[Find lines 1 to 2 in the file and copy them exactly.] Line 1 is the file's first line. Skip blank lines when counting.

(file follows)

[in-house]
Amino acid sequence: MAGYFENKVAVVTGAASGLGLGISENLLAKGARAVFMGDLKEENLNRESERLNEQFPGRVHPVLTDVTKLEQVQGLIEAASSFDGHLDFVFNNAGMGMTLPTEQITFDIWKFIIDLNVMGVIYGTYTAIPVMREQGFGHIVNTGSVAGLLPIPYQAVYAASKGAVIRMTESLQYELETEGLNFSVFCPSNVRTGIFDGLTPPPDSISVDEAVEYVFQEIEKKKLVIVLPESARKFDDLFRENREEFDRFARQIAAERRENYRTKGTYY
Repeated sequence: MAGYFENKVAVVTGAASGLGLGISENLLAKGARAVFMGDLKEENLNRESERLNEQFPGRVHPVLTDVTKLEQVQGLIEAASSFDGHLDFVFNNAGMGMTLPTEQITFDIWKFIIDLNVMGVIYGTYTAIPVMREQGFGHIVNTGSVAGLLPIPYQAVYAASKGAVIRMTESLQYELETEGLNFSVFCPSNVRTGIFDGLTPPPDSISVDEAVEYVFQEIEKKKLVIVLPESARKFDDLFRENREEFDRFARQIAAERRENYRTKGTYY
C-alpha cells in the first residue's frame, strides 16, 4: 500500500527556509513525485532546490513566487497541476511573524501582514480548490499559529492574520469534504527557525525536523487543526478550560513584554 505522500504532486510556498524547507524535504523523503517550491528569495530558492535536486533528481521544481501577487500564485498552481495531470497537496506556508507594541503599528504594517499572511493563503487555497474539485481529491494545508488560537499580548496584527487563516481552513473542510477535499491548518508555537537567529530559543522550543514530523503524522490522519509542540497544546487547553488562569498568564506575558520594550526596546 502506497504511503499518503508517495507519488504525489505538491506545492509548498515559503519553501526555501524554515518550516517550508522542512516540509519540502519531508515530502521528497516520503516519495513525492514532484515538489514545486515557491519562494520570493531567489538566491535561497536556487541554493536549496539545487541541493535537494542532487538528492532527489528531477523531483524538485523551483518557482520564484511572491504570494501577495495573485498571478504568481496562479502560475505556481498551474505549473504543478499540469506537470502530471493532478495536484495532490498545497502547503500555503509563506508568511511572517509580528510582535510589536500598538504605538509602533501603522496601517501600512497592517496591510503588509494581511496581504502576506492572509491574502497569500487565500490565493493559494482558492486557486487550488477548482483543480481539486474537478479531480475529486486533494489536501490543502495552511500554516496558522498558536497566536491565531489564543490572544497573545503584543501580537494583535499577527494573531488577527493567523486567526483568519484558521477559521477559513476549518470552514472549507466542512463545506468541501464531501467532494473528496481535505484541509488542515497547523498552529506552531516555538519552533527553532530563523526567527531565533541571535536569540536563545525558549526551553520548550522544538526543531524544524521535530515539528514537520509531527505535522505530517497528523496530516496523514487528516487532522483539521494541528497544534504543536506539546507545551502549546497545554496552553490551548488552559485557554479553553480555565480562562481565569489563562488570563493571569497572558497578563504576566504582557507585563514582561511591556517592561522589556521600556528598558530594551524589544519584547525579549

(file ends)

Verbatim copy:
[in-house]
Amino acid sequence: MAGYFENKVAVVTGAASGLGLGISENLLAKGARAVFMGDLKEENLNRESERLNEQFPGRVHPVLTDVTKLEQVQGLIEAASSFDGHLDFVFNNAGMGMTLPTEQITFDIWKFIIDLNVMGVIYGTYTAIPVMREQGFGHIVNTGSVAGLLPIPYQAVYAASKGAVIRMTESLQYELETEGLNFSVFCPSNVRTGIFDGLTPPPDSISVDEAVEYVFQEIEKKKLVIVLPESARKFDDLFRENREEFDRFARQIAAERRENYRTKGTYY